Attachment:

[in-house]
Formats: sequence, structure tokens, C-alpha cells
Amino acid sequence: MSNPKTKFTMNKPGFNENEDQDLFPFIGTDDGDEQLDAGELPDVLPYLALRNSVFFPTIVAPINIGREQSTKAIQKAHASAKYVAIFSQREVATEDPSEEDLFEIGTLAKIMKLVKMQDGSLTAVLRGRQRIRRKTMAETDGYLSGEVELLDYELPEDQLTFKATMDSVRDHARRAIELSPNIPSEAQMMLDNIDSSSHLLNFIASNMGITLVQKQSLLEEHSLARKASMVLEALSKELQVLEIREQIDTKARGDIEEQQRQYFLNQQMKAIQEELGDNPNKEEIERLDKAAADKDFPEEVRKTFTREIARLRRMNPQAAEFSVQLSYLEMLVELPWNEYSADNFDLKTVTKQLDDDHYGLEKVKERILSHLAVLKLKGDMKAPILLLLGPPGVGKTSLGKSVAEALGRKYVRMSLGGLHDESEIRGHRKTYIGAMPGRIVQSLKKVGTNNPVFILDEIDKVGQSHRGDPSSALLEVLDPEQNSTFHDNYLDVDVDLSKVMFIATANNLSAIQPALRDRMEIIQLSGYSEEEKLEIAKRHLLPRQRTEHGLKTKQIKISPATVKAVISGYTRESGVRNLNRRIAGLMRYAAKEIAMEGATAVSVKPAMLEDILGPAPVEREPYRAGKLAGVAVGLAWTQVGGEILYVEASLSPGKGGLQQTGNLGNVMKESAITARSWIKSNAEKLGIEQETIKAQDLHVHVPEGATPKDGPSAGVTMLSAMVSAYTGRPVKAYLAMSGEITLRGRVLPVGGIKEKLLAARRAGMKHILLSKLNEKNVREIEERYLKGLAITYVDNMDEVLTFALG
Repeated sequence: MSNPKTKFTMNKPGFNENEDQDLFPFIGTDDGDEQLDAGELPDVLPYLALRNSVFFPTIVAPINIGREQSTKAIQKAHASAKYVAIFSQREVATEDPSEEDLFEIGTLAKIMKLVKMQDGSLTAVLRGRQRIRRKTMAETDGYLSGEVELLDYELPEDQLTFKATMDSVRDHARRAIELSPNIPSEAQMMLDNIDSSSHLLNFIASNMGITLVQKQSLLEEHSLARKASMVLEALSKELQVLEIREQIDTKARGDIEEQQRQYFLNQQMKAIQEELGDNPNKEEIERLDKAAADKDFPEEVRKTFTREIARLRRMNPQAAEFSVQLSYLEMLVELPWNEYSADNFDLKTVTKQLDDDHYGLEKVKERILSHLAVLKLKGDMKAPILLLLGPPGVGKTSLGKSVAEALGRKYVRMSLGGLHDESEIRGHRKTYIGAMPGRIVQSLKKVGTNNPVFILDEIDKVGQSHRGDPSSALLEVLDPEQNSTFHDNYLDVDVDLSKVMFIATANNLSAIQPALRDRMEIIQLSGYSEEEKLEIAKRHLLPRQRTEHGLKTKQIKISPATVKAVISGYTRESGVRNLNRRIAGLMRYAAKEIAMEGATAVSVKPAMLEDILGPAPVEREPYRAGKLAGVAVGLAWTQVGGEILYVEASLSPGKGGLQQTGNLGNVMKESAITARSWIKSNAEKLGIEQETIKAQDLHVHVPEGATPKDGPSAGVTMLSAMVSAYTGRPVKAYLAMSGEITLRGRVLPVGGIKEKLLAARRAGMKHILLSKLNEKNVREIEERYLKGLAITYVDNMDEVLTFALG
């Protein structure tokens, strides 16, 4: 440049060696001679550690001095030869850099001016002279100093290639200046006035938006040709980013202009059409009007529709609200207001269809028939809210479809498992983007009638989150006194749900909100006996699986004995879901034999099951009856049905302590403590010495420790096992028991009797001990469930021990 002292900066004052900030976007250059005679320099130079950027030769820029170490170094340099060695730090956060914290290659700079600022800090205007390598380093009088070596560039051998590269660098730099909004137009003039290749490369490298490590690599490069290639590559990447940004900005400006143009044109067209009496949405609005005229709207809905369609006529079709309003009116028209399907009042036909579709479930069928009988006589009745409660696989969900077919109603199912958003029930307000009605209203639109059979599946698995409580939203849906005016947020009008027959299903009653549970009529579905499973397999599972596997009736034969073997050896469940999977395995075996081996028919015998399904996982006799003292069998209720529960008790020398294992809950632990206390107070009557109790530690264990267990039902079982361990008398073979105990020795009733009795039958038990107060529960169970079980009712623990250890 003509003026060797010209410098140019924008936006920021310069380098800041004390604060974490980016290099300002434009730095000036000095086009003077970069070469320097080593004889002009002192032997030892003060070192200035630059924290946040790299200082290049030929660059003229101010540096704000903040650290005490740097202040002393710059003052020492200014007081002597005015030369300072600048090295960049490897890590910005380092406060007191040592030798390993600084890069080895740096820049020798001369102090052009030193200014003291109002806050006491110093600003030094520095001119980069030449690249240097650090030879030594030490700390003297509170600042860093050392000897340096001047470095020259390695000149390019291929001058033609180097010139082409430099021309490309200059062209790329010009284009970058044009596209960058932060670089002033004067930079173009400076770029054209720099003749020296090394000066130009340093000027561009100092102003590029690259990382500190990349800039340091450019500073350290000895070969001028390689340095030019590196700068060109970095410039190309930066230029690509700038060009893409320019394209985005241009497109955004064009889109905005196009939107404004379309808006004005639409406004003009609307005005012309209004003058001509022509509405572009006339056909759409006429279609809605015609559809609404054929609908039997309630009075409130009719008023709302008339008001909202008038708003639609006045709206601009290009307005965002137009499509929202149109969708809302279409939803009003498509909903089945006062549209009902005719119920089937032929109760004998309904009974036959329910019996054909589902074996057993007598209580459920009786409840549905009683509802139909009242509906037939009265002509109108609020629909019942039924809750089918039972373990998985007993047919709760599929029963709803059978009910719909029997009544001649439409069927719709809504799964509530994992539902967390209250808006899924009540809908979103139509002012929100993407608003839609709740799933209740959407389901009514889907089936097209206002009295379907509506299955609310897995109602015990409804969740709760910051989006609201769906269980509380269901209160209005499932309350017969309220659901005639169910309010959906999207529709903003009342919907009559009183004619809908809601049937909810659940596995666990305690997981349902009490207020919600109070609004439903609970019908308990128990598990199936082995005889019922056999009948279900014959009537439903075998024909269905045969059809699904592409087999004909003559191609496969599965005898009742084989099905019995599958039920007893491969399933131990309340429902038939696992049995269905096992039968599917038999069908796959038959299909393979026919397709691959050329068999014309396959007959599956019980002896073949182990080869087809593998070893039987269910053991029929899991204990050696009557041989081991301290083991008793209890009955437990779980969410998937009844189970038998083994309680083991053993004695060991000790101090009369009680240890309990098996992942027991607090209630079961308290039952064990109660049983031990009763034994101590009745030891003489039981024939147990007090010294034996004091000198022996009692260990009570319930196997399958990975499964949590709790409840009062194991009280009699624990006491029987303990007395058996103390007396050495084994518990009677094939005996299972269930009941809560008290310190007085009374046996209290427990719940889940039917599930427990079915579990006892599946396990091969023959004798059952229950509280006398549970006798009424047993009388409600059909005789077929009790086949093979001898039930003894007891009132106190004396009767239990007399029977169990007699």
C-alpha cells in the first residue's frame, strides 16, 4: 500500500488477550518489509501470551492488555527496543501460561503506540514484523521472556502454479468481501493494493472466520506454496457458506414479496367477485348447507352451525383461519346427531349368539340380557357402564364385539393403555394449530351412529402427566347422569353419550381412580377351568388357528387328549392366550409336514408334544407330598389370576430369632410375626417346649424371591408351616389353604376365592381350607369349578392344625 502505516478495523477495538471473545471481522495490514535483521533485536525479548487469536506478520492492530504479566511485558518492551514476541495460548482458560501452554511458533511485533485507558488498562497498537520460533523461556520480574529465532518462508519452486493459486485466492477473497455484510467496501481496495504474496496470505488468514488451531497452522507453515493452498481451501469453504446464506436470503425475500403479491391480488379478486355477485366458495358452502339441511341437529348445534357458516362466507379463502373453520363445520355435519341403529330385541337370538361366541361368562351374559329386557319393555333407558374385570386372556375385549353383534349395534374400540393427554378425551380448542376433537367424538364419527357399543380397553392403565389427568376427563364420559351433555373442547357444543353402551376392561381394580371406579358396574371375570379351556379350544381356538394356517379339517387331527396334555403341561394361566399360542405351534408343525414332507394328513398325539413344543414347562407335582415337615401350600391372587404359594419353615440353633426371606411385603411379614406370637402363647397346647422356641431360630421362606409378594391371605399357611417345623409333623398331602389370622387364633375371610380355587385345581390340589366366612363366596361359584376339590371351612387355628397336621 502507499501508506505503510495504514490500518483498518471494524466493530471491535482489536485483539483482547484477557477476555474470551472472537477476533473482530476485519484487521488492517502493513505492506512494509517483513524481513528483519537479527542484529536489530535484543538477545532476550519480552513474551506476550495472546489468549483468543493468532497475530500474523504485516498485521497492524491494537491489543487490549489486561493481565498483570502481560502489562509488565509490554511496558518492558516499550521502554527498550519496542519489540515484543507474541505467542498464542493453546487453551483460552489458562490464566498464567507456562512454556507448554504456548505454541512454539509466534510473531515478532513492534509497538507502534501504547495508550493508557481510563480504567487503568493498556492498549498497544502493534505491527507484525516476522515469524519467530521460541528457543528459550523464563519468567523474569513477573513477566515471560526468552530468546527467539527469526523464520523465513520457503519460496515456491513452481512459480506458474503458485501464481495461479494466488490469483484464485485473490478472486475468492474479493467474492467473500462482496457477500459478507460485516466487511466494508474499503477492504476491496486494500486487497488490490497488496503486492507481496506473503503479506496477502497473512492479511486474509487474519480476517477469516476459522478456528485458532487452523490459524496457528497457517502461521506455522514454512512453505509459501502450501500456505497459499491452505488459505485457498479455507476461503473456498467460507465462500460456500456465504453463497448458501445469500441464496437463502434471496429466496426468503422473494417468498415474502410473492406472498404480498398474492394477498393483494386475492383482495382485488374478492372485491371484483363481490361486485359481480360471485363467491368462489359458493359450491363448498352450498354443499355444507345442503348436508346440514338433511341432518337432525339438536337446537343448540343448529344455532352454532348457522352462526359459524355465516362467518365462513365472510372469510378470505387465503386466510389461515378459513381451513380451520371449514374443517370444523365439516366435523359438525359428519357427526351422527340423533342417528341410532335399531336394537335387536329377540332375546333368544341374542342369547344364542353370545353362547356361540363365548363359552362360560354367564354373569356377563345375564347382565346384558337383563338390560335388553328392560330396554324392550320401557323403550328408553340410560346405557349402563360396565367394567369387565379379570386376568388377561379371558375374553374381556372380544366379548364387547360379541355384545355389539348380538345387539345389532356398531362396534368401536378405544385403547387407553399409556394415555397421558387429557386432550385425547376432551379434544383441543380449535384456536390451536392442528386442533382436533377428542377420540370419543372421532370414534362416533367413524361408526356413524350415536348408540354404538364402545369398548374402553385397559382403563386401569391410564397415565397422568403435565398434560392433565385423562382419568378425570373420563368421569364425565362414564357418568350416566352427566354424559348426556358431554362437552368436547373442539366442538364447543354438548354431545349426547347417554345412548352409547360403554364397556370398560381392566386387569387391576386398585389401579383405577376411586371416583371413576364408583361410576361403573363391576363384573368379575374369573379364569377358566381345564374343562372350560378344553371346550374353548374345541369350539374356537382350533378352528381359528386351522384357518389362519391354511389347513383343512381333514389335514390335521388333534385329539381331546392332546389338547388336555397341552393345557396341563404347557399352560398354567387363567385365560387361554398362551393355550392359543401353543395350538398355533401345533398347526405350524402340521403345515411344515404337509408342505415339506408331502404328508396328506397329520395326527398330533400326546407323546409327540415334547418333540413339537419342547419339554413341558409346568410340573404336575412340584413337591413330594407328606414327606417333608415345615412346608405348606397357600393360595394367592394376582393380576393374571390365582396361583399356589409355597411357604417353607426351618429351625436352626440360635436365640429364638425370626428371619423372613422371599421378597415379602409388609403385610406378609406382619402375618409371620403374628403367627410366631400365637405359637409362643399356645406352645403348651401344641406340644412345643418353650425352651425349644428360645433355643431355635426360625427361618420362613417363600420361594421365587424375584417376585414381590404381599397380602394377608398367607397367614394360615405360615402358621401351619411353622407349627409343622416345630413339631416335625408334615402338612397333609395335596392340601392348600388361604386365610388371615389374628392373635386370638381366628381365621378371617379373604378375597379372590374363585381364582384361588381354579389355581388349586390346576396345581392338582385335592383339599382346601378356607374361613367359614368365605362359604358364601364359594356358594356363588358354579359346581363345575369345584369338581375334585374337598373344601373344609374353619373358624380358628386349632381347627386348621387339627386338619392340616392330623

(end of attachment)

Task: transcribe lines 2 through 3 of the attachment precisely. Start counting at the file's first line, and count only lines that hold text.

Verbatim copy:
Formats: sequence, structure tokens, C-alpha cells
Amino acid sequence: MSNPKTKFTMNKPGFNENEDQDLFPFIGTDDGDEQLDAGELPDVLPYLALRNSVFFPTIVAPINIGREQSTKAIQKAHASAKYVAIFSQREVATEDPSEEDLFEIGTLAKIMKLVKMQDGSLTAVLRGRQRIRRKTMAETDGYLSGEVELLDYELPEDQLTFKATMDSVRDHARRAIELSPNIPSEAQMMLDNIDSSSHLLNFIASNMGITLVQKQSLLEEHSLARKASMVLEALSKELQVLEIREQIDTKARGDIEEQQRQYFLNQQMKAIQEELGDNPNKEEIERLDKAAADKDFPEEVRKTFTREIARLRRMNPQAAEFSVQLSYLEMLVELPWNEYSADNFDLKTVTKQLDDDHYGLEKVKERILSHLAVLKLKGDMKAPILLLLGPPGVGKTSLGKSVAEALGRKYVRMSLGGLHDESEIRGHRKTYIGAMPGRIVQSLKKVGTNNPVFILDEIDKVGQSHRGDPSSALLEVLDPEQNSTFHDNYLDVDVDLSKVMFIATANNLSAIQPALRDRMEIIQLSGYSEEEKLEIAKRHLLPRQRTEHGLKTKQIKISPATVKAVISGYTRESGVRNLNRRIAGLMRYAAKEIAMEGATAVSVKPAMLEDILGPAPVEREPYRAGKLAGVAVGLAWTQVGGEILYVEASLSPGKGGLQQTGNLGNVMKESAITARSWIKSNAEKLGIEQETIKAQDLHVHVPEGATPKDGPSAGVTMLSAMVSAYTGRPVKAYLAMSGEITLRGRVLPVGGIKEKLLAARRAGMKHILLSKLNEKNVREIEERYLKGLAITYVDNMDEVLTFALG